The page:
One day shortly after my move, a longtime friend, Paula, and I decided to go to an outlet mall up I-95 in Darien, Georgia. I was ecstatic when I saw an Etienne Aigner store with nothing but Aigner leather goods. Eagerly browsing through the store, I came upon what I considered the most beautiful shoes I had ever seen. However, when I checked the price, they were out of my budget. Disappointed, I thought of those shoes many times and probably dreamt of them once or twice. The black leather shoes with a tortoise toe and heel had left a lasting impression on me.


Several months later, Paula and I made another excursion to that same outlet mall. Knowing what was on my mind, she and I went straight as arrows to the Aigner store. The store no longer the exact shoe I had been thinking about all those months, but they did have a suede version of the same shoe. Cautiously, I lifted the display shoe to check the price, and much to my delight and amazement, this pair was in my price range. After trying them on in my size, I was all eyes as I watched the clerk ring them up and place the box in an Aigner bag. While Paula and I shopped that afternoon, I found it difficult to concentrate on anything. My mind and heart were on the shoes I carried.


After Paula dropped me off at my condo, I entered, and with Aigner bag in hand, I hurried up the staircase to my bedroom. I was in my own kind of heaven on earth as I plopped down in the middle of my bed. Sitting cross-legged, my heart was beating like a drum when I took the box out of the bag. It had been over twenty years since I had a pair of Aigner shoes. I sat the box in front of me to admire for a few seconds, but my excitement took control. Carefully lifting the lid from the box, I took one shoe in each hand and held them to my chest. Tears began to flow down my cheeks as I held them out to look at them. With the fragrance of new leather wafting about me, I put them on my feet and lifted my legs in the air to admire them. I pulled them off again, quickly pulling them back to my chest, holding them tightly as if they were a long lost friend.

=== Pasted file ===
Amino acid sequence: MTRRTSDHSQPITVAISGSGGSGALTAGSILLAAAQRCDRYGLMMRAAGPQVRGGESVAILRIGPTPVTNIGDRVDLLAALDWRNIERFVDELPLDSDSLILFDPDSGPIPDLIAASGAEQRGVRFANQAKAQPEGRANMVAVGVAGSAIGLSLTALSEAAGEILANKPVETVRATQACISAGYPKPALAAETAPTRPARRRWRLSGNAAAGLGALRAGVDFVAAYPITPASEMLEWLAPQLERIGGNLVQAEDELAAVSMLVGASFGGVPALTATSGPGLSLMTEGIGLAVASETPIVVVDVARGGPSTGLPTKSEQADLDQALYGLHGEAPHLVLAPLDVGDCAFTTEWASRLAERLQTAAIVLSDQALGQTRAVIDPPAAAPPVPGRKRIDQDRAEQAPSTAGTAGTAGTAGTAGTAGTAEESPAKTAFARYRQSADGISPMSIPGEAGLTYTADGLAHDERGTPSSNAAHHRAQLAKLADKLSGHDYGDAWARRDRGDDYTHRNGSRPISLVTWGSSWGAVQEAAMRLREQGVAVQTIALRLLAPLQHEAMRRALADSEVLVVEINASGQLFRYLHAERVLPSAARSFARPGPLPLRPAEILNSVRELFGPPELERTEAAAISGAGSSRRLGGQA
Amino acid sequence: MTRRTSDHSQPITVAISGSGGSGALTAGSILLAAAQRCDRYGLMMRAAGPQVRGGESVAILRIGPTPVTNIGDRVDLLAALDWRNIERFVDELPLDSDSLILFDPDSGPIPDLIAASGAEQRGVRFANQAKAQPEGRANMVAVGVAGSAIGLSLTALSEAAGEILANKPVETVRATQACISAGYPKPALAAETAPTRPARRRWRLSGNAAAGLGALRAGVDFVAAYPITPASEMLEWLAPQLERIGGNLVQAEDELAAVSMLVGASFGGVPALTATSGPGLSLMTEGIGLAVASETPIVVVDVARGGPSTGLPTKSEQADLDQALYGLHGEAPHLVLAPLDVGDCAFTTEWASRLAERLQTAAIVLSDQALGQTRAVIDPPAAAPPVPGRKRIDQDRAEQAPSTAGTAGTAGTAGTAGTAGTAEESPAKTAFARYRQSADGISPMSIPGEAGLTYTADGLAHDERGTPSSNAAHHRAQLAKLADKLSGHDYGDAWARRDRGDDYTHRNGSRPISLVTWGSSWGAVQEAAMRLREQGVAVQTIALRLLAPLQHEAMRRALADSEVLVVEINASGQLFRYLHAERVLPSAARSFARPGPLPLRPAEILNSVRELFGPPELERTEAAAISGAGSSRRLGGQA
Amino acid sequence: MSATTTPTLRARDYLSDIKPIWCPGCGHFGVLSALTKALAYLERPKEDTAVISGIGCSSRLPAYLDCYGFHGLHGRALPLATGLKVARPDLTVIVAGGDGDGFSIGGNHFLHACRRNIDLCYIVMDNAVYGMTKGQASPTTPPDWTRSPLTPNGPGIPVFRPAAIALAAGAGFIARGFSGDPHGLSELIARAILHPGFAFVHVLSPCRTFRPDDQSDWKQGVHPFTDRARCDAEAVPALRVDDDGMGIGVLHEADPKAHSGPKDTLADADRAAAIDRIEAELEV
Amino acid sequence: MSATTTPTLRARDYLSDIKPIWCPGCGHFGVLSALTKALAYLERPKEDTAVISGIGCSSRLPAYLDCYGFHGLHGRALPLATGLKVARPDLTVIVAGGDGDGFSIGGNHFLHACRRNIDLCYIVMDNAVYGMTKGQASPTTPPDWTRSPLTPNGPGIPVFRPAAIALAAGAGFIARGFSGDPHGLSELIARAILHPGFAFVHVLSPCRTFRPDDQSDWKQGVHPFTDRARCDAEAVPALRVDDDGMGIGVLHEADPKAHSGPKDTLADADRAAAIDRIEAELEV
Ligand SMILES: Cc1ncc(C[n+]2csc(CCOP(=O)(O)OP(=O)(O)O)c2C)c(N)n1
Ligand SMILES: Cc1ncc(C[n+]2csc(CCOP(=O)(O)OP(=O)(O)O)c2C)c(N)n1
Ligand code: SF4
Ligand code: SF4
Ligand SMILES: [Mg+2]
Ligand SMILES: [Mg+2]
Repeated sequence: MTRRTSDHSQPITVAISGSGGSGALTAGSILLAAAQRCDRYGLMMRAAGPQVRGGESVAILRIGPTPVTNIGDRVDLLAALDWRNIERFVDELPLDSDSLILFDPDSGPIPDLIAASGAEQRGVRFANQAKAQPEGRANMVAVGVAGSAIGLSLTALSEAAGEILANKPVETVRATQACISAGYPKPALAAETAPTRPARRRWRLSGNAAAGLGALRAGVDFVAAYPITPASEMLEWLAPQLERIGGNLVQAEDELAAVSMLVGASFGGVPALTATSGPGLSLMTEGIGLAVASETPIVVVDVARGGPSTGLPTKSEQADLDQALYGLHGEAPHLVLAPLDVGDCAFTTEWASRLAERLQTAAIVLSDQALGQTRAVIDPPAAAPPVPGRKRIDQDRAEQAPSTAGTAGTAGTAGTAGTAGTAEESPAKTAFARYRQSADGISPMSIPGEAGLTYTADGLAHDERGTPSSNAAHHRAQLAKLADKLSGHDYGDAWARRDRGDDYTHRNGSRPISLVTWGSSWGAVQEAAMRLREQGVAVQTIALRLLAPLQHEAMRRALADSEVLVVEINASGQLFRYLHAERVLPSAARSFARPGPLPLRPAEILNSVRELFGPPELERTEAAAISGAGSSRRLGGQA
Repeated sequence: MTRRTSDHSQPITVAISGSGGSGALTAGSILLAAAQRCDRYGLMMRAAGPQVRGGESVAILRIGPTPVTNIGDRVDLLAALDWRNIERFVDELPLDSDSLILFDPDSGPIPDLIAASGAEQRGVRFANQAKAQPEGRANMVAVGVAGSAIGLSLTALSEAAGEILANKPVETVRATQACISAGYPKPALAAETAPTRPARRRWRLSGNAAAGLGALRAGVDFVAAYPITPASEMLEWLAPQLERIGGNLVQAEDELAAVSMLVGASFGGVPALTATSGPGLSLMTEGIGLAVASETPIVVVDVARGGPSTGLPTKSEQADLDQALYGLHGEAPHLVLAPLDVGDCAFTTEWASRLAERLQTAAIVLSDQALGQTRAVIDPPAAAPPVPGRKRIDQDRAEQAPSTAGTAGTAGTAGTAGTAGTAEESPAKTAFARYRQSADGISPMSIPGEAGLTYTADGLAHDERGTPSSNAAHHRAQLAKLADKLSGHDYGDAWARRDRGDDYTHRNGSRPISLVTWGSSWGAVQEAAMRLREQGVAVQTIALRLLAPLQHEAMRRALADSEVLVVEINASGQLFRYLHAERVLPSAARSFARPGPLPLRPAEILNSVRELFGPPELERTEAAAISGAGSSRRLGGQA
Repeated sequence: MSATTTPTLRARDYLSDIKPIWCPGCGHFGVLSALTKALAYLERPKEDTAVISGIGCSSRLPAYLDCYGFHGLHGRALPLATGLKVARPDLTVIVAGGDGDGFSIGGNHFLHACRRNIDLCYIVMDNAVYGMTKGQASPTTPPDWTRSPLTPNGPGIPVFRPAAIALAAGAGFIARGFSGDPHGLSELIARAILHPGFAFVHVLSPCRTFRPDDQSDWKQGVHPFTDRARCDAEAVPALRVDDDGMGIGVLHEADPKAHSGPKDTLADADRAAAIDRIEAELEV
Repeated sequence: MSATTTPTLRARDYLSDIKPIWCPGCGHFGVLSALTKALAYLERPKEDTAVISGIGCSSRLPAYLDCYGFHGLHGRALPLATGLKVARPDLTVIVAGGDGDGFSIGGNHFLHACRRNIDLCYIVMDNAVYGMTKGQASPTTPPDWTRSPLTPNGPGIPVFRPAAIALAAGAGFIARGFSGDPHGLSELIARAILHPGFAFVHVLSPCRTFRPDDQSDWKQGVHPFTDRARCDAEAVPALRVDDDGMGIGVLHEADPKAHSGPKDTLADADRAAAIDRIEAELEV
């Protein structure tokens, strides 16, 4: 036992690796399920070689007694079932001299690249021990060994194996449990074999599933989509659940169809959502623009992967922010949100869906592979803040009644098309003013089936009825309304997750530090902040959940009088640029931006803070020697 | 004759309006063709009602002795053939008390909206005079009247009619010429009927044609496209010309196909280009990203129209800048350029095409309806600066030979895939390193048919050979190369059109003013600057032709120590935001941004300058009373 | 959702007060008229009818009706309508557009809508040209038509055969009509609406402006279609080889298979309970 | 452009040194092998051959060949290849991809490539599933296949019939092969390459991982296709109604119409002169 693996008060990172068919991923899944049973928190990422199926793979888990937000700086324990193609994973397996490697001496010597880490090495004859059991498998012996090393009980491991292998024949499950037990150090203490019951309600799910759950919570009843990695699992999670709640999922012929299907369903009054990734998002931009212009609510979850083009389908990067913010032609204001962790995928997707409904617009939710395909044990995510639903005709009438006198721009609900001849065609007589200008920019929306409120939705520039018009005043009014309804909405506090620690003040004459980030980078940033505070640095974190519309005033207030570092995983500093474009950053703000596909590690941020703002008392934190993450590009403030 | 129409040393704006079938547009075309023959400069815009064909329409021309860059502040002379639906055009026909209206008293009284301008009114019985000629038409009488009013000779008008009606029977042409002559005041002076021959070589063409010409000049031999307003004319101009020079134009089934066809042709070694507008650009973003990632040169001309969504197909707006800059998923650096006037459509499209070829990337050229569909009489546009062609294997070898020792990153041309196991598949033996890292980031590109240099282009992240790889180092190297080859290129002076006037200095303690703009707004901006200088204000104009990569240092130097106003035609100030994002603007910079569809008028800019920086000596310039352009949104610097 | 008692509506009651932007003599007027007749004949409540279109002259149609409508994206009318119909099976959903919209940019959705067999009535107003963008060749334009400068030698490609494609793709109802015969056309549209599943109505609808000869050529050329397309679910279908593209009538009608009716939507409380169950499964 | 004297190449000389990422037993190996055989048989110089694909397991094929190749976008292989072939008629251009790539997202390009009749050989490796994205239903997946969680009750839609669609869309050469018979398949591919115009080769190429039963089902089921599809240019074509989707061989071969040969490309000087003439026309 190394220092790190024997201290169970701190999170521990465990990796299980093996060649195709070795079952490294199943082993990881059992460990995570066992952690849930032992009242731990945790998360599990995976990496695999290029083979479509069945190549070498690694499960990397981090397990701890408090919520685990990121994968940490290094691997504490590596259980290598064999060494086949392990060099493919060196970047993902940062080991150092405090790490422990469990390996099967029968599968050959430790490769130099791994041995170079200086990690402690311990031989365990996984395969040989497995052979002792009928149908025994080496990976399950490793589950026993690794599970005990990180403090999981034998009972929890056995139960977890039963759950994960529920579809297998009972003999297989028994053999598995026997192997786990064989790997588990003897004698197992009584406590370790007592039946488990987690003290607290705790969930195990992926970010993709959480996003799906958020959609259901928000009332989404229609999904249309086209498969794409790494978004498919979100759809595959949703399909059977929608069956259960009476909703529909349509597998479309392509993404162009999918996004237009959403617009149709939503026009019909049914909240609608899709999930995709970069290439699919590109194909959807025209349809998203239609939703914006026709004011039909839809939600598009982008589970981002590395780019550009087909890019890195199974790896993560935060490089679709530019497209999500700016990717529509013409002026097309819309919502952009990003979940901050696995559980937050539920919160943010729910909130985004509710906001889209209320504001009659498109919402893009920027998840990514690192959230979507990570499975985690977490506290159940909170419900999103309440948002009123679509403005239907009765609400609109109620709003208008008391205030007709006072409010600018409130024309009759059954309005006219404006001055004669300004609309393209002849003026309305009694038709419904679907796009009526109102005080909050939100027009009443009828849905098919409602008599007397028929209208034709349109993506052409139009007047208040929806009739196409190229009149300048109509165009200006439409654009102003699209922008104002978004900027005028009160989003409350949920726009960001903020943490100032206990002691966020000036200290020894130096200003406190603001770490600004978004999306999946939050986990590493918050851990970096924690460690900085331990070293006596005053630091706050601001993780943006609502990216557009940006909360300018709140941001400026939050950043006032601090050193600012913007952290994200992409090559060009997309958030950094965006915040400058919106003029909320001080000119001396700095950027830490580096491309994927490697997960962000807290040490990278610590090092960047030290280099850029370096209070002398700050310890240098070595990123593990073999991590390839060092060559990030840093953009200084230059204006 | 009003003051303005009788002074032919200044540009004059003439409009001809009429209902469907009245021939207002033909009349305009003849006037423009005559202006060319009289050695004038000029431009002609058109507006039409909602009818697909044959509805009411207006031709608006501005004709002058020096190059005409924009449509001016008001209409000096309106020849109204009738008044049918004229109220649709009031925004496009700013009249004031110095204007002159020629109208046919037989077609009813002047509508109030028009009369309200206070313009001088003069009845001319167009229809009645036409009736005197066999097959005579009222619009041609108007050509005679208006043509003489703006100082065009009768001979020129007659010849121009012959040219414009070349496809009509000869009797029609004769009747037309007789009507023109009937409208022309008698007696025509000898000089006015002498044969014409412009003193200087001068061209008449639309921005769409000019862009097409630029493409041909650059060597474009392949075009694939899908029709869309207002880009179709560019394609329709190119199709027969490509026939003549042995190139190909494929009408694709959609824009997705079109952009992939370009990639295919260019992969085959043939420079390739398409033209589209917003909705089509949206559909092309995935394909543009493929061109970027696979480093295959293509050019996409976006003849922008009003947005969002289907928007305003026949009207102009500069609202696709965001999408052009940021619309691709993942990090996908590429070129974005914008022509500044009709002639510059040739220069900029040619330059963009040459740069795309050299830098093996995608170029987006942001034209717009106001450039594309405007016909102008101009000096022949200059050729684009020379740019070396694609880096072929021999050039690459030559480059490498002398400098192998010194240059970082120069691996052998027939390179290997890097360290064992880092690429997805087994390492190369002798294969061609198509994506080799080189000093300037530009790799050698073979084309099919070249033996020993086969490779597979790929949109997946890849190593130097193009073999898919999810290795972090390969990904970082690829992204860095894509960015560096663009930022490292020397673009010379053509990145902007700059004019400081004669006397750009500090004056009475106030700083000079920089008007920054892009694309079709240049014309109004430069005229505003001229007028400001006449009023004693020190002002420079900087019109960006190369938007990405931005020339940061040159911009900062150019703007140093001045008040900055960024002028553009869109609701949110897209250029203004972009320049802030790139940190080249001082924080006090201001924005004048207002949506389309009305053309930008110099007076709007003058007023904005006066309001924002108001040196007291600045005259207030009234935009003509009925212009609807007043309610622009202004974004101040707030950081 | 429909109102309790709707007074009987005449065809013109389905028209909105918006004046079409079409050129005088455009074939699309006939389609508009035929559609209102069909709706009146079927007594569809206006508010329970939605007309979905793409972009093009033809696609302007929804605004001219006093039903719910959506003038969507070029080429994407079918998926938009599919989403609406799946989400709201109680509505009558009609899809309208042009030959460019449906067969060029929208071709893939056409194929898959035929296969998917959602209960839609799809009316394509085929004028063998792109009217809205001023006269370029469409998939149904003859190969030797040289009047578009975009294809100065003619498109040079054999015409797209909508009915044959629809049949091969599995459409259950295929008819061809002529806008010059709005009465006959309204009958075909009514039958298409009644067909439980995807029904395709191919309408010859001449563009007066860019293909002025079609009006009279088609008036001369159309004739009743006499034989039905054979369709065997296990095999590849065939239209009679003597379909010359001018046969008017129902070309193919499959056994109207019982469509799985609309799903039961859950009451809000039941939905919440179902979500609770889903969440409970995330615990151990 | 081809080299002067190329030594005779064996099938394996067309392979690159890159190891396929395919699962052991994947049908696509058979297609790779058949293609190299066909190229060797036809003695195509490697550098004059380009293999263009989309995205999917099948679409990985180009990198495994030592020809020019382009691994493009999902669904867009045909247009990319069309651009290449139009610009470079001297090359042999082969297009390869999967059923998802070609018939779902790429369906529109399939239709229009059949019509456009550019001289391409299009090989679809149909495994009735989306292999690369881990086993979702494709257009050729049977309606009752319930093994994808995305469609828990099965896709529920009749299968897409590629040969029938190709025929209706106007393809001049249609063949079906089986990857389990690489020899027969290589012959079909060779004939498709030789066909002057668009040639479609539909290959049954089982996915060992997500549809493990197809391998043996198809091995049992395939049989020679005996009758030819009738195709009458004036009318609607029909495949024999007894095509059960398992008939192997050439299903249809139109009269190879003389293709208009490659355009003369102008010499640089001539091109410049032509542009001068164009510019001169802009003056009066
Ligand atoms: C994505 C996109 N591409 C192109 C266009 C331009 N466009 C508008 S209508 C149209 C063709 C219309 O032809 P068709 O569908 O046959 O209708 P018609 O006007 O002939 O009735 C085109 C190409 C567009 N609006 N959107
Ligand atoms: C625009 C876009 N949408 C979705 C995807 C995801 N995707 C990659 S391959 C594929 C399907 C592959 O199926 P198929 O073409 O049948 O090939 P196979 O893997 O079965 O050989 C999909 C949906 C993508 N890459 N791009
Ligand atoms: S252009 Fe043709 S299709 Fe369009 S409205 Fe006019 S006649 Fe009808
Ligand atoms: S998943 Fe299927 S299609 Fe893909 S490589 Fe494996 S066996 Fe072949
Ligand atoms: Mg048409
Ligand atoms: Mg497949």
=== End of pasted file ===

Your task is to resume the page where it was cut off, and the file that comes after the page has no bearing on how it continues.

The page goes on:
The little love fest between my new shoes and me triggered the memory of something my father told me when I was a teen. I had asked for something, I no longer recall just what. Towering over me, he looked down at me and said, “Wanda, I will give you everything you need, a roof over your head, clothes on your back and food in your stomach, and I will give you some of your wants, but not all of them. It’s healthy to want because only through wanting do you learn to appreciate.”


My dad was correct. Wanting my first pair of Aigner shoes made me more appreciative, as did yearning for that second pair. I have learned that getting what one wants too easily brings only fleeting joy, but wanting something for a while binds joy with appreciation, and the marriage of those two create a happiness that endures.


I wear my beautiful Aigner shoes from time to time, but only for special occasions. I take loving care of them, as I refuse to wear this pair out. They are the only pair I keep on shoetrees, and do not wear the suede beauties in inclement weather. A couple of years ago, I finally bought an Aigner black leather handbag. That classy purse is also much appreciated and is carried with pride. Strangely, the Aigner outlet closed its doors shortly after my purchase, and for that ideal timing, I am also appreciative.